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3 minutes reading time (533 words)

Creating by chance

Can't get started making your own music? No excuses! Use the laws of chance to prime your creative pump. In the eighteenth century, Mozart devised a game for composing minuets by assigning pre-written melodic fragments to the numbers on dice. Here's a similar activity you can use to prompt creativity in your studio.

1. Rhythm

a. Easy waltz rhythms

To create rhythms in waltz time, roll the dice two times per measure and write Xs in the corresponding boxes on a grid like those below. (If you happen to roll the same number twice, just roll again.) Then convert the resulting rhythm to standard notation.

For example, rolling the numbers 1, 3, 5, and 6 would look like this:

Now, you try it. Roll the dice twice for each measure and write down the results.

b. Advanced waltz rhythms

For more experienced students, assign dice numbers to eighth notes instead of quarters. Roll the dice three times for each measure. Here's one possible outcome:

You can notate the results exactly...

...or smooth out the rests.

Your turn. Roll the dice three times for each measure and write down the results.

2. Pitch

Add pitches to your chance-generated rhythms by assigning the notes of the C Major pentatonic scale to the six dice numbers.

Then roll the dice and write down the resulting note names. So, for example, rolling a 6, 4, 5, and 4 would yield: 

C–G–A–G

Next, write these notes on the staff using the rhythm you rolled earlier.

Now you try it. Keep track of the pitches you roll by writing the note names here:

Easy: ____ ____ ____ ____ (4 notes)

Advanced: ___ ___ ___ ___ ___ ___ (6 notes)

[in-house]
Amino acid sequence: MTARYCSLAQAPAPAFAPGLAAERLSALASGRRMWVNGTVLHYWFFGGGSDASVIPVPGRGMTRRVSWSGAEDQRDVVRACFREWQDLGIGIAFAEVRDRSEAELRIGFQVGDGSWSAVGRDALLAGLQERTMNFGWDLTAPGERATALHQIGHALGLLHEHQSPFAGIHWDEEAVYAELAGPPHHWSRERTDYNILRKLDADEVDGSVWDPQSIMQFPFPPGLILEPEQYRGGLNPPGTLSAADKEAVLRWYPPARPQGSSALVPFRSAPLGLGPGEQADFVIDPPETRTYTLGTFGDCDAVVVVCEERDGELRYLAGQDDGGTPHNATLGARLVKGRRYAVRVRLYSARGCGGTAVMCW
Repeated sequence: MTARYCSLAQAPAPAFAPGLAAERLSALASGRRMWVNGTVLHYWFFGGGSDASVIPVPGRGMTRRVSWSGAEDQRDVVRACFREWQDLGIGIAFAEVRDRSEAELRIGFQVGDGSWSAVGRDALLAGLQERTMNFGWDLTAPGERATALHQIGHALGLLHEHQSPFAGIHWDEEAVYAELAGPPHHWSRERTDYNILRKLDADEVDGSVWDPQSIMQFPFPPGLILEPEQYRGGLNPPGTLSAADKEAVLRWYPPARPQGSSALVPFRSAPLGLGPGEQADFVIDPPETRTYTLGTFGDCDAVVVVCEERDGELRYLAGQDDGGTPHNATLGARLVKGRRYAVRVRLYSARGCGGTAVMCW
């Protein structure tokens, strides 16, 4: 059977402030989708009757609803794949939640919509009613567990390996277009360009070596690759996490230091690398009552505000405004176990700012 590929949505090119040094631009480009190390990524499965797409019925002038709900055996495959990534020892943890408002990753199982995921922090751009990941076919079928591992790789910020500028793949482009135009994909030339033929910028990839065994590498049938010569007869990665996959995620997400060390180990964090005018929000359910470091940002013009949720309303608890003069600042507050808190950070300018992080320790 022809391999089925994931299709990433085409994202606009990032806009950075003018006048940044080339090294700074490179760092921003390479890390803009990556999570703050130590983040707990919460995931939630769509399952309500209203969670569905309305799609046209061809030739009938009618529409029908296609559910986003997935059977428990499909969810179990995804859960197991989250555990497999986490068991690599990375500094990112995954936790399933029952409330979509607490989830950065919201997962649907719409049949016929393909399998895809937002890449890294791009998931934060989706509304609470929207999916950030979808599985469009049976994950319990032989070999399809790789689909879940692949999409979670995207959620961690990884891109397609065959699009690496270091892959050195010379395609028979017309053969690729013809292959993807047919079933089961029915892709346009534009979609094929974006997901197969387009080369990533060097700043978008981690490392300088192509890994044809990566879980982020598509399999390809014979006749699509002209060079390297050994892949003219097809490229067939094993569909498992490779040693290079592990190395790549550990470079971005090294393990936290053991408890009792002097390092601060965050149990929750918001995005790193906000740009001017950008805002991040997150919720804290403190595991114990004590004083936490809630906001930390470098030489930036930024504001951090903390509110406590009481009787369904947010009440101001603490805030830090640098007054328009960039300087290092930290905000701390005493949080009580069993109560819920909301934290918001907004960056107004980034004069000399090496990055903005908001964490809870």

Now, combine notes and rhythms here:

Teaching Tip: Be loose with the rules. If a student likes a particular rhythm or pitch better than the results of the dice rolls, go with it.

3. Accompaniment

The last step is for you or your student to add an improvised left-hand accompaniment such as this:

The beauty of the pentatonic scale is that it sounds good with any diatonic chord. So, you can use any chords you like as long as they consist of notes in the key of C Major.


Other chord progressions to try

C, F, G, C

C, Am, F, G

C, Em, F, G


Keep going

At this point, you can roll the dice to add measures or allow the ear to take over. 

These are just a few of the possibilities. There's no telling what will happen when Lady Luck is invited into the creative process. Try assigning your own musical parameters such as licks, chords, or rhythms to the dice. You may be surprised at what she chooses for you. 

Until next time, enjoy your creative music-making journey.


Editor's note: For a decision-making app related to old-fashioned dice, see this issue's column by Leila Viss on page 66.

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Piano Magazine is the leading resource for pianists, piano teachers, and piano enthusiasts. We bring you informative, interesting, and inspiring ideas on all aspects of piano teaching, learning, and performing. The official name of Clavier Companion magazine was changed to Piano Magazine in 2019.

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